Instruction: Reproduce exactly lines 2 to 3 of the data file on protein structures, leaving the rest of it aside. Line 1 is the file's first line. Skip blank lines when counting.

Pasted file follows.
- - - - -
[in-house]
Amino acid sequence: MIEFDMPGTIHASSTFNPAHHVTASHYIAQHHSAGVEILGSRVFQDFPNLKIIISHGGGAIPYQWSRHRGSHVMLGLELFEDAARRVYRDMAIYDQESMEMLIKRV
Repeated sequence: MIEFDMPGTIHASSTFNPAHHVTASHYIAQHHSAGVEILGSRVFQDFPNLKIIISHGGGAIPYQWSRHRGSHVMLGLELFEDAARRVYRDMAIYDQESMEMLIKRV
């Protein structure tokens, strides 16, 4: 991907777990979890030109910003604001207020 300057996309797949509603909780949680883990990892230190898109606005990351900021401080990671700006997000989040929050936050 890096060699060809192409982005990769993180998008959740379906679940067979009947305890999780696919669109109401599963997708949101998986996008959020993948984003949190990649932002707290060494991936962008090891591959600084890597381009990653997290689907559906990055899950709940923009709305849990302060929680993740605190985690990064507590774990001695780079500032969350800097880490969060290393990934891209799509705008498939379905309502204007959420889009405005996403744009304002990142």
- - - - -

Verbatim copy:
Amino acid sequence: MIEFDMPGTIHASSTFNPAHHVTASHYIAQHHSAGVEILGSRVFQDFPNLKIIISHGGGAIPYQWSRHRGSHVMLGLELFEDAARRVYRDMAIYDQESMEMLIKRV
Repeated sequence: MIEFDMPGTIHASSTFNPAHHVTASHYIAQHHSAGVEILGSRVFQDFPNLKIIISHGGGAIPYQWSRHRGSHVMLGLELFEDAARRVYRDMAIYDQESMEMLIKRV